I'm not going to deny for one second that I love Nancy Jo Sales' writing. Despite my general contempt for today's celebrity culture, I still spent actual money on a Vanity Fair subscription because I enjoy Nancy Jo's gift for making my skin crawl from the loathsome people she frequently profiles. Accordingly, this book was no disappointment to me. In my sad, sadistic way, I enjoyed many opportunities to sneer at the incredibly stupid, if not ballsy perpetrators who oftentimes paraded their ill-gotten booty around without considering possible repercussions and who lied despite an abundance very obvious incriminating evidence. I was absolutely confounded by the paradoxical (or perhaps equally stupid) nature of the victims - rich celebrities with homes featuring expensive security systems that they either don't use properly or completely defeat the purpose of by doing moronic things like leaving keys under welcome mats. And no celebrity crime story is complete without a doofus detective who thinks he's smarter than he likely is, a couple of lawyers who feign attempts to protect their already self-implicated clients even though it's very clear they're simply grandstanding for attention, and, yes, a meddling mother who repeatedly martyrs herself to her daughter's vicious reprimands for no other reason than to remind us that she exists. All of these things are deftly brought to life by Sales' reportage in her smart, charming, engaging voice. Yes, hard as it is to believe given this repulsive ensemble of players, this is a smart book as Sales makes sure to provide not just a straight narrative but also a sociological treatment, not in the dry academic sense mind you, but a noble effort to help the reader understand the motivations that drove these kids to pull the stunts they did.
Anonymous More than 1 year ago
I win an ARC copy of The Bling Ring from Epic Reads and was kinda iffy about celeb life.  The movie looks really good, so when I saw there was a book I wanted to check it out. It was interesting to read about how dumb the celebrities are (unlocked doors, alarms turned off, keys under doormats). When you set up your house like that,  you almost deserve to get robbed. The book had some dry parts, as it was basically just a really long magazine story pretty much.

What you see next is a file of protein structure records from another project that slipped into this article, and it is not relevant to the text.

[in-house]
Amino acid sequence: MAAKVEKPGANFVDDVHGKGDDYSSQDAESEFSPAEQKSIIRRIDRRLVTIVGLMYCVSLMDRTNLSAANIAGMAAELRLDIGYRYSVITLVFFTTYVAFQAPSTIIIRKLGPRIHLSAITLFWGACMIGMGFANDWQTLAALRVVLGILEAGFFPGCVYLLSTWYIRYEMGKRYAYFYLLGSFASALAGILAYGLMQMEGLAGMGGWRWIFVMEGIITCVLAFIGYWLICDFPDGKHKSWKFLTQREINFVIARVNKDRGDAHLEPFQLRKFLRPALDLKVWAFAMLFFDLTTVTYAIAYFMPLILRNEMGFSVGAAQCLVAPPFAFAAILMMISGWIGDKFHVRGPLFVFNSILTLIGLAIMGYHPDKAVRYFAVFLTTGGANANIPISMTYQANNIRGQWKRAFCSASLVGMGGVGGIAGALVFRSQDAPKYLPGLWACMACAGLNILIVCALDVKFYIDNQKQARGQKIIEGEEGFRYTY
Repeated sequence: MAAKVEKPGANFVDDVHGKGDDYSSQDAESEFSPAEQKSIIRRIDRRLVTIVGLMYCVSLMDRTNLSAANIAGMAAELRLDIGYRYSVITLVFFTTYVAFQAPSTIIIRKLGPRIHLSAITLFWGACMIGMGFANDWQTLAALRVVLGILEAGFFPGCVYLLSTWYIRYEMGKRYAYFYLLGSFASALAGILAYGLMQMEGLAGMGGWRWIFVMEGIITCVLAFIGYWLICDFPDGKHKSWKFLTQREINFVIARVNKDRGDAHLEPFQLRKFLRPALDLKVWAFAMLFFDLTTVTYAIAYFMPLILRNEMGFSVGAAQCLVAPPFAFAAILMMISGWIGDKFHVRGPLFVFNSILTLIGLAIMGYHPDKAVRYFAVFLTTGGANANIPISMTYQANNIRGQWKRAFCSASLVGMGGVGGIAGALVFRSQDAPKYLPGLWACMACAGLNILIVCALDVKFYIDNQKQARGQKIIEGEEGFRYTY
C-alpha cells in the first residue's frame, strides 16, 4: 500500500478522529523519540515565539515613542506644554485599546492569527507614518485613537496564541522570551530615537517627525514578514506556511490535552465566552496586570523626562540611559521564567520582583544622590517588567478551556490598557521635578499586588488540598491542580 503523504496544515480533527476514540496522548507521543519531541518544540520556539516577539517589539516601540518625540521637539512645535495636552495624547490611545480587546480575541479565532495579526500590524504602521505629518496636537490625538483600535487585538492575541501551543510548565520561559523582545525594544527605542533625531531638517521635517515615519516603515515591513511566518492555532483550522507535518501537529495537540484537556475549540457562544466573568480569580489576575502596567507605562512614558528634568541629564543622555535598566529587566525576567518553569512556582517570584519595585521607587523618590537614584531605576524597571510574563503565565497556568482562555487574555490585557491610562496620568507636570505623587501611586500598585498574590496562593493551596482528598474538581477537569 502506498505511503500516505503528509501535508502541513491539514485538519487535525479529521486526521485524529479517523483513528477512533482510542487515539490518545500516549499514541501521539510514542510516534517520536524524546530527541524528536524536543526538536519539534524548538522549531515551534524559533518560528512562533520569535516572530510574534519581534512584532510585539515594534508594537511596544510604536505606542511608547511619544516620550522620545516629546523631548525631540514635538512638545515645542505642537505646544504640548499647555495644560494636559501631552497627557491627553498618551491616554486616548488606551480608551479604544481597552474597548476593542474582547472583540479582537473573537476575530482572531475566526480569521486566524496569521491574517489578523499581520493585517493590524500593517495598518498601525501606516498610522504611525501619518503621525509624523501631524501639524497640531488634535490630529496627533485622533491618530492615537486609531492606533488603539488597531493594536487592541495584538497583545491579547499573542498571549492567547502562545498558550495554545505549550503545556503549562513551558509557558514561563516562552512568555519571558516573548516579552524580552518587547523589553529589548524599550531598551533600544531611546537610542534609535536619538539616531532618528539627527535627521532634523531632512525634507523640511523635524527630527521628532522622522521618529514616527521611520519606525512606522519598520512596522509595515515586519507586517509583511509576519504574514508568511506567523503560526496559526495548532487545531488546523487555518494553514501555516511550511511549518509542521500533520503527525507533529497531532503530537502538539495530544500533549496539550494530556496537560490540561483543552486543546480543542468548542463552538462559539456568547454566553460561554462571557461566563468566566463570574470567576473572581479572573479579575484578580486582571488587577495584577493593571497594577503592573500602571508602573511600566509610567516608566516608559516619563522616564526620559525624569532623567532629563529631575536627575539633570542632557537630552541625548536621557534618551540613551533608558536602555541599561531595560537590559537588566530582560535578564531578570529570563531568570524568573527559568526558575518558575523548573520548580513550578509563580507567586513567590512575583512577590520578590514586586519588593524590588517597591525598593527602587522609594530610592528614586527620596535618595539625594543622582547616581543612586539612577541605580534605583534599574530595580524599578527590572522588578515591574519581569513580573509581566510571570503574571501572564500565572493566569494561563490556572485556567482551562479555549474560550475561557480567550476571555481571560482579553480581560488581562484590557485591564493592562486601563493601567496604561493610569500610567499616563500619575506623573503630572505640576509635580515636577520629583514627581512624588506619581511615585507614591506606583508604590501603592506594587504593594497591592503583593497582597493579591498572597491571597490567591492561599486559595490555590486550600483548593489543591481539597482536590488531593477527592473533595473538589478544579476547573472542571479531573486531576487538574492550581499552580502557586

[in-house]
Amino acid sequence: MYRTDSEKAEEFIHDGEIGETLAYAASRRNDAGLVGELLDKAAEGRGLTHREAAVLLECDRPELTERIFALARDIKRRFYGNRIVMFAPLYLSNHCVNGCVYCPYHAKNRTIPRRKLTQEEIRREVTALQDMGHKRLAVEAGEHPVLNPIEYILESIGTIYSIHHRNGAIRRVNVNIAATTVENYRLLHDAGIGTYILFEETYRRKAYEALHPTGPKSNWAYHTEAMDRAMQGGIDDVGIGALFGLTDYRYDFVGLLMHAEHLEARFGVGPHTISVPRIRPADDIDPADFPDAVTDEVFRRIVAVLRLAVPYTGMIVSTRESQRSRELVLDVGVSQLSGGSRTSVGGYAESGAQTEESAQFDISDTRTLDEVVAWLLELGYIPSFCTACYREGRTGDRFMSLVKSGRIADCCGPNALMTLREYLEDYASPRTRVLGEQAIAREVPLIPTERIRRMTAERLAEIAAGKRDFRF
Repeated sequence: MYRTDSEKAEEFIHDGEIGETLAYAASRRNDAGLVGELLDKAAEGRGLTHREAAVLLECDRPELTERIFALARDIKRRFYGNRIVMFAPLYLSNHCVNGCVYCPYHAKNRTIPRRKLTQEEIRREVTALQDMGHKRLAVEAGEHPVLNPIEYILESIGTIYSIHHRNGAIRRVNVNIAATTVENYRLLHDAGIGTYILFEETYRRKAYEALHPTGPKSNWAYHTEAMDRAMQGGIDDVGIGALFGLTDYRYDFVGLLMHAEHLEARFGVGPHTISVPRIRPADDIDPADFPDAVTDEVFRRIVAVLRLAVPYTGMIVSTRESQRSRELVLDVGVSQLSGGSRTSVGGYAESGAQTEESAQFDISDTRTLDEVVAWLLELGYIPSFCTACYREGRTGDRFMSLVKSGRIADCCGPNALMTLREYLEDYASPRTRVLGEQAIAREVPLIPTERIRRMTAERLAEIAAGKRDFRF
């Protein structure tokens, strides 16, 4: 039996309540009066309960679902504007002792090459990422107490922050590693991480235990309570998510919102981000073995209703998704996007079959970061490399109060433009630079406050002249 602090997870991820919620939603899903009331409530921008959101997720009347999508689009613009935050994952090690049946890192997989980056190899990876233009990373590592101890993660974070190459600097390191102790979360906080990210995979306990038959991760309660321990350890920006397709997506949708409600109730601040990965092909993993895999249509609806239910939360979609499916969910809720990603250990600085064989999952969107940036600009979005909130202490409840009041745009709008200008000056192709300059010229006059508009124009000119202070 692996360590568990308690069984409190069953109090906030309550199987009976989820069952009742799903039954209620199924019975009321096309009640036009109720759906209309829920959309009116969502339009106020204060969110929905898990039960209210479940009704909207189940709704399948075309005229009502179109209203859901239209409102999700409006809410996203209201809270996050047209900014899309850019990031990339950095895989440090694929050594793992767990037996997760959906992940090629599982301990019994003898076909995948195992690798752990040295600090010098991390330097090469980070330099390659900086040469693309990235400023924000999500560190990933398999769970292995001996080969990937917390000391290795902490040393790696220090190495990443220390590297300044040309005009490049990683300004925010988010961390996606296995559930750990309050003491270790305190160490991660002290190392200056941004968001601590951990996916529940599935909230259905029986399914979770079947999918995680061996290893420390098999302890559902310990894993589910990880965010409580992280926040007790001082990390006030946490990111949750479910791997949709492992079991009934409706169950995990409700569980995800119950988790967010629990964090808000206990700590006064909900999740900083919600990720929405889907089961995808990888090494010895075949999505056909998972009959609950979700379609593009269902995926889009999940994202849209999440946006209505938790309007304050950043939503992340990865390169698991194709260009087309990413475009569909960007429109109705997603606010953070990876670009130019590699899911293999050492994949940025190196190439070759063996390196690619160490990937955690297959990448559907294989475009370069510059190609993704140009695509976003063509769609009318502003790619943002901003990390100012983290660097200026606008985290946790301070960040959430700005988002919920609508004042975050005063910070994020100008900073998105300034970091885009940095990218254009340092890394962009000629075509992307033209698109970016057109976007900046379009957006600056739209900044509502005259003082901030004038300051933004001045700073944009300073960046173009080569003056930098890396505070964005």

Anonymous More than 1 year ago
It's scary to think that a lot of us do have this yearning for fame within us, and the extent that these kids went to achieve that status is remarkable in my eyes.
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Anonymous More than 1 year ago
The author should stick to writing magazine articles. Dont waste your money. I could only handle a few chapters. I gave up since it wasnt getting any better. It could have been an interesting book.....
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Anonymous More than 1 year ago
It was alright
Anonymous More than 1 year ago
This is by an article publisher on Vity fair
Anonymous More than 1 year ago
The book is written like a long magazine article Not much depth Where were the interviews with the celebrities they robbed. Wish
Anonymous More than 1 year ago
I only read the first few chapters but this book is a joke. The author writes about how far gone our society is when it comes to young women acting lude. She wonders why girls are giving their bodies away while at the same time the author is glorifying liberalism . If she only could put two and two together she would realize that feminism and the liberal mentality that glorifies sexual promiscuity breeds the very thing she is complaining of.